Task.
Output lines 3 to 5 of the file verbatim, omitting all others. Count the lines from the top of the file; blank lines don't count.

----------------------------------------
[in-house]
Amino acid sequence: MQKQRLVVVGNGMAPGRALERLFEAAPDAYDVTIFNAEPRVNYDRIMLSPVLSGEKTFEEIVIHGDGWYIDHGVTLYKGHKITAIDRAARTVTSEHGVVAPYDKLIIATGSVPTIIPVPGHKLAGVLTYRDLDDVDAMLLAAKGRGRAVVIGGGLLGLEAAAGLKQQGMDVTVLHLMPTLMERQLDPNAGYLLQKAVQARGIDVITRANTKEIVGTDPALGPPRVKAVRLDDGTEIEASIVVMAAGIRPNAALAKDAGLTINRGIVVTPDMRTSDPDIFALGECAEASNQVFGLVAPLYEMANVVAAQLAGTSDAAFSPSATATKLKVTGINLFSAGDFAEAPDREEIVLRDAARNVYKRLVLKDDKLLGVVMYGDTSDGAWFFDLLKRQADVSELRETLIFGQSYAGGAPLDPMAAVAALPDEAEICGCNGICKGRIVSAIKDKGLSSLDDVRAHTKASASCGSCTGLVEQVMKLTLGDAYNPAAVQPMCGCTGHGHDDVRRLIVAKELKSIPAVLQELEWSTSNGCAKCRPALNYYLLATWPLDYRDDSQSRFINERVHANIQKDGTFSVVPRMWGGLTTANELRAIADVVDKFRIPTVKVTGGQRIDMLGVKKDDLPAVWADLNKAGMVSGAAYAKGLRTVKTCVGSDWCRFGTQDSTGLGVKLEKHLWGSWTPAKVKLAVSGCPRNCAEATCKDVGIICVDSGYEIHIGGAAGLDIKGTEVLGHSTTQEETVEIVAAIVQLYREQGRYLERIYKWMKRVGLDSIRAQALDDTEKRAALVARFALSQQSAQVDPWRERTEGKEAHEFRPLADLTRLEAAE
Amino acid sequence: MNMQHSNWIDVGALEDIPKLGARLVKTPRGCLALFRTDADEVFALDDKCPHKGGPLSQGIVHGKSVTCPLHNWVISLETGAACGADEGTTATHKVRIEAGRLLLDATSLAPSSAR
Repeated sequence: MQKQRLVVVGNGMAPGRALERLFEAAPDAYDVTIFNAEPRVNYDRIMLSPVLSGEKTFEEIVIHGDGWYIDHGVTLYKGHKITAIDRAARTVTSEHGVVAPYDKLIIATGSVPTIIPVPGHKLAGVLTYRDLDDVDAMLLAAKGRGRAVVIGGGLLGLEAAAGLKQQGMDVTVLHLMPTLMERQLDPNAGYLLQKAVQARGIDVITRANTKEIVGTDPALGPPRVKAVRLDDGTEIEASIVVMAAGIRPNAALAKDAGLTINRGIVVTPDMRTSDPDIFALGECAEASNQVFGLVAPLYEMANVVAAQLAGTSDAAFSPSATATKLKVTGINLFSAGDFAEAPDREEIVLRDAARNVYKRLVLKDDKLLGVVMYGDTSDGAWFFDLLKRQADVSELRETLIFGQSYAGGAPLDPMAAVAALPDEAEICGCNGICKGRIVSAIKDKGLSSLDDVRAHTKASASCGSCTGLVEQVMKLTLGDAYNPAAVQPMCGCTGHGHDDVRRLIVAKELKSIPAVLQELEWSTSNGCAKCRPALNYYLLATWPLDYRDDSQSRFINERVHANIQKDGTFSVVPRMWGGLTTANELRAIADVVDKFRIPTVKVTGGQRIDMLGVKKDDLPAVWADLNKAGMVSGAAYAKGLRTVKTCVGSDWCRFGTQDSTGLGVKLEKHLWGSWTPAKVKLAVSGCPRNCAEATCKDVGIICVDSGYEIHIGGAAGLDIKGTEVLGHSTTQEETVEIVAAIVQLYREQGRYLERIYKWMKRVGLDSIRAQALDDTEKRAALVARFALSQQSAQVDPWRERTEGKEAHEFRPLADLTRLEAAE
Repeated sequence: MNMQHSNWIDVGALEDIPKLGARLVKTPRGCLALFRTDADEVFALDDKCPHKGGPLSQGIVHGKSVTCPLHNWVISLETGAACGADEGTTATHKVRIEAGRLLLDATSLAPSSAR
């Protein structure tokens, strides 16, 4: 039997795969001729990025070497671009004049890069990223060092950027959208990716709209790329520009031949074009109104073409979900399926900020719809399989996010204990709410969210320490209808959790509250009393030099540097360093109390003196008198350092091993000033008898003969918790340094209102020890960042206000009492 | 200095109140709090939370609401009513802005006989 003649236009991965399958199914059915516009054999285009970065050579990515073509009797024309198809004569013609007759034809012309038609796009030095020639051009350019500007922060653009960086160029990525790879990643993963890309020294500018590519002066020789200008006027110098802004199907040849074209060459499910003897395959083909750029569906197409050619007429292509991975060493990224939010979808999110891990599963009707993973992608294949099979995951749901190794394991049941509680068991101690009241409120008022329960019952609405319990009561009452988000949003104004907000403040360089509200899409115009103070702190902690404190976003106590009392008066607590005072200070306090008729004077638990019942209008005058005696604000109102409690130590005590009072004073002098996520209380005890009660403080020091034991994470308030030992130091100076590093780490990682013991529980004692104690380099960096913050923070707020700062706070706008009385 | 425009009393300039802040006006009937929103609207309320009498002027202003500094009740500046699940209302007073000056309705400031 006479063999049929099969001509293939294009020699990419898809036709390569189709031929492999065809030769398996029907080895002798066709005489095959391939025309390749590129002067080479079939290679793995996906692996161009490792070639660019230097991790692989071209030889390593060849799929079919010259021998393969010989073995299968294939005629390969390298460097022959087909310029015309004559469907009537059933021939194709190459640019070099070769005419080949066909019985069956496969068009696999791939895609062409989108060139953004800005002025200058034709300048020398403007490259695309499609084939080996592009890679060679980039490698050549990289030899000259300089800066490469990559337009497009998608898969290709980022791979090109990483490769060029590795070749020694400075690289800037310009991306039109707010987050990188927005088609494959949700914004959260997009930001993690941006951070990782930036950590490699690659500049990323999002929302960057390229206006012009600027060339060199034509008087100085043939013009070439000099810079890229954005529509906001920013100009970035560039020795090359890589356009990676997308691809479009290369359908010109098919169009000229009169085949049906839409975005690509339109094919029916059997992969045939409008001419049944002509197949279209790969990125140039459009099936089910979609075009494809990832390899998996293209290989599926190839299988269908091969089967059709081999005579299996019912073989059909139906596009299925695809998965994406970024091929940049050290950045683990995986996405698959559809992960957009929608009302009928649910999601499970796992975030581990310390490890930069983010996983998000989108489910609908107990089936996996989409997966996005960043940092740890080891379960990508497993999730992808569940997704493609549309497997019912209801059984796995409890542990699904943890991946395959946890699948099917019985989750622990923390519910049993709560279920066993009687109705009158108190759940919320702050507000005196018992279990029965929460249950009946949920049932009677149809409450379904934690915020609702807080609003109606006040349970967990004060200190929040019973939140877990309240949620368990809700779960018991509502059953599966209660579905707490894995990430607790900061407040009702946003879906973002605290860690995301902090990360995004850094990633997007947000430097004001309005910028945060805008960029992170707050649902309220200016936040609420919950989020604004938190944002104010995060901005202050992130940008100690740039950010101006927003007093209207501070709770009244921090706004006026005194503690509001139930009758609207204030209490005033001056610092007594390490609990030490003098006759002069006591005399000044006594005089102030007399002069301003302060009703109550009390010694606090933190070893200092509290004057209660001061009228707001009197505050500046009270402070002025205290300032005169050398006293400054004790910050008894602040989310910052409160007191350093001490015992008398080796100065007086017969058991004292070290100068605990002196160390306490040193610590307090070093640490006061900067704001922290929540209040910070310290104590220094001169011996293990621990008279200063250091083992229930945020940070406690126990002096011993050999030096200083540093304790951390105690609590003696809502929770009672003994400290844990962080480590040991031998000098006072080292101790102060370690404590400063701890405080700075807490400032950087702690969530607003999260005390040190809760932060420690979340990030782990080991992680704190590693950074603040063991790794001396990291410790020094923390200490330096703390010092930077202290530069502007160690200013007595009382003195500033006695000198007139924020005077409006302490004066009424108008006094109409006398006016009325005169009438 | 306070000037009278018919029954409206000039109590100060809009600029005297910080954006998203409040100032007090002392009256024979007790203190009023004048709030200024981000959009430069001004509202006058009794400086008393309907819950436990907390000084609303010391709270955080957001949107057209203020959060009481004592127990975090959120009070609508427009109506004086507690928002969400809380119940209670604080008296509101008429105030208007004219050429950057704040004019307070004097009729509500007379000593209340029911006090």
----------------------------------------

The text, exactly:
Amino acid sequence: MNMQHSNWIDVGALEDIPKLGARLVKTPRGCLALFRTDADEVFALDDKCPHKGGPLSQGIVHGKSVTCPLHNWVISLETGAACGADEGTTATHKVRIEAGRLLLDATSLAPSSAR
Repeated sequence: MQKQRLVVVGNGMAPGRALERLFEAAPDAYDVTIFNAEPRVNYDRIMLSPVLSGEKTFEEIVIHGDGWYIDHGVTLYKGHKITAIDRAARTVTSEHGVVAPYDKLIIATGSVPTIIPVPGHKLAGVLTYRDLDDVDAMLLAAKGRGRAVVIGGGLLGLEAAAGLKQQGMDVTVLHLMPTLMERQLDPNAGYLLQKAVQARGIDVITRANTKEIVGTDPALGPPRVKAVRLDDGTEIEASIVVMAAGIRPNAALAKDAGLTINRGIVVTPDMRTSDPDIFALGECAEASNQVFGLVAPLYEMANVVAAQLAGTSDAAFSPSATATKLKVTGINLFSAGDFAEAPDREEIVLRDAARNVYKRLVLKDDKLLGVVMYGDTSDGAWFFDLLKRQADVSELRETLIFGQSYAGGAPLDPMAAVAALPDEAEICGCNGICKGRIVSAIKDKGLSSLDDVRAHTKASASCGSCTGLVEQVMKLTLGDAYNPAAVQPMCGCTGHGHDDVRRLIVAKELKSIPAVLQELEWSTSNGCAKCRPALNYYLLATWPLDYRDDSQSRFINERVHANIQKDGTFSVVPRMWGGLTTANELRAIADVVDKFRIPTVKVTGGQRIDMLGVKKDDLPAVWADLNKAGMVSGAAYAKGLRTVKTCVGSDWCRFGTQDSTGLGVKLEKHLWGSWTPAKVKLAVSGCPRNCAEATCKDVGIICVDSGYEIHIGGAAGLDIKGTEVLGHSTTQEETVEIVAAIVQLYREQGRYLERIYKWMKRVGLDSIRAQALDDTEKRAALVARFALSQQSAQVDPWRERTEGKEAHEFRPLADLTRLEAAE
Repeated sequence: MNMQHSNWIDVGALEDIPKLGARLVKTPRGCLALFRTDADEVFALDDKCPHKGGPLSQGIVHGKSVTCPLHNWVISLETGAACGADEGTTATHKVRIEAGRLLLDATSLAPSSAR